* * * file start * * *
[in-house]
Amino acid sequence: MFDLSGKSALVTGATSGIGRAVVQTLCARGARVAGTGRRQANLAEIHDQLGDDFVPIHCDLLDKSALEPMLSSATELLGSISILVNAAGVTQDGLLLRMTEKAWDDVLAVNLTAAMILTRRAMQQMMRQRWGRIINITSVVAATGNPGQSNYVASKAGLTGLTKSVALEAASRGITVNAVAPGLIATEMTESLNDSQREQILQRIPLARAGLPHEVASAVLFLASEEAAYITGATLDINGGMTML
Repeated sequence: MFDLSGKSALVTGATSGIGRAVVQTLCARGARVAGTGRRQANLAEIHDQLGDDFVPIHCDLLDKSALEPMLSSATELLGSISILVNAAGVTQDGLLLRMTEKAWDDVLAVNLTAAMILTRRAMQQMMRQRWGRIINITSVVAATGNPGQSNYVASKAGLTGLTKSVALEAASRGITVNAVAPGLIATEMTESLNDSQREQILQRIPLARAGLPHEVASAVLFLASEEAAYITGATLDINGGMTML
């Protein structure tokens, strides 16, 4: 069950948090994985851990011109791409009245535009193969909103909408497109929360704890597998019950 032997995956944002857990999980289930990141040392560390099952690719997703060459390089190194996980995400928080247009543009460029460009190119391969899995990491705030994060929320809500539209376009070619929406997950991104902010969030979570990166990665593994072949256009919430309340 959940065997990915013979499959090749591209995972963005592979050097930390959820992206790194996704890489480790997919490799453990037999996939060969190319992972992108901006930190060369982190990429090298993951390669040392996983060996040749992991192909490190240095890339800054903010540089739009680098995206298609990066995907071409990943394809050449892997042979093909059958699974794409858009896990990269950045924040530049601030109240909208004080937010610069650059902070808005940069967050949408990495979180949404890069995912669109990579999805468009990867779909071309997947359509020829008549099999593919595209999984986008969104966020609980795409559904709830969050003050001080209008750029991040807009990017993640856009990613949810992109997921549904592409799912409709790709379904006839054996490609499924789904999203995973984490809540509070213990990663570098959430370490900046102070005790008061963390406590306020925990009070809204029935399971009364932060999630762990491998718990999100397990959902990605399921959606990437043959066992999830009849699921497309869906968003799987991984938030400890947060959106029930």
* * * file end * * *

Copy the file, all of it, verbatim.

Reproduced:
[in-house]
Amino acid sequence: MFDLSGKSALVTGATSGIGRAVVQTLCARGARVAGTGRRQANLAEIHDQLGDDFVPIHCDLLDKSALEPMLSSATELLGSISILVNAAGVTQDGLLLRMTEKAWDDVLAVNLTAAMILTRRAMQQMMRQRWGRIINITSVVAATGNPGQSNYVASKAGLTGLTKSVALEAASRGITVNAVAPGLIATEMTESLNDSQREQILQRIPLARAGLPHEVASAVLFLASEEAAYITGATLDINGGMTML
Repeated sequence: MFDLSGKSALVTGATSGIGRAVVQTLCARGARVAGTGRRQANLAEIHDQLGDDFVPIHCDLLDKSALEPMLSSATELLGSISILVNAAGVTQDGLLLRMTEKAWDDVLAVNLTAAMILTRRAMQQMMRQRWGRIINITSVVAATGNPGQSNYVASKAGLTGLTKSVALEAASRGITVNAVAPGLIATEMTESLNDSQREQILQRIPLARAGLPHEVASAVLFLASEEAAYITGATLDINGGMTML
């Protein structure tokens, strides 16, 4: 069950948090994985851990011109791409009245535009193969909103909408497109929360704890597998019950 032997995956944002857990999980289930990141040392560390099952690719997703060459390089190194996980995400928080247009543009460029460009190119391969899995990491705030994060929320809500539209376009070619929406997950991104902010969030979570990166990665593994072949256009919430309340 959940065997990915013979499959090749591209995972963005592979050097930390959820992206790194996704890489480790997919490799453990037999996939060969190319992972992108901006930190060369982190990429090298993951390669040392996983060996040749992991192909490190240095890339800054903010540089739009680098995206298609990066995907071409990943394809050449892997042979093909059958699974794409858009896990990269950045924040530049601030109240909208004080937010610069650059902070808005940069967050949408990495979180949404890069995912669109990579999805468009990867779909071309997947359509020829008549099999593919595209999984986008969104966020609980795409559904709830969050003050001080209008750029991040807009990017993640856009990613949810992109997921549904592409799912409709790709379904006839054996490609499924789904999203995973984490809540509070213990990663570098959430370490900046102070005790008061963390406590306020925990009070809204029935399971009364932060999630762990491998718990999100397990959902990605399921959606990437043959066992999830009849699921497309869906968003799987991984938030400890947060959106029930």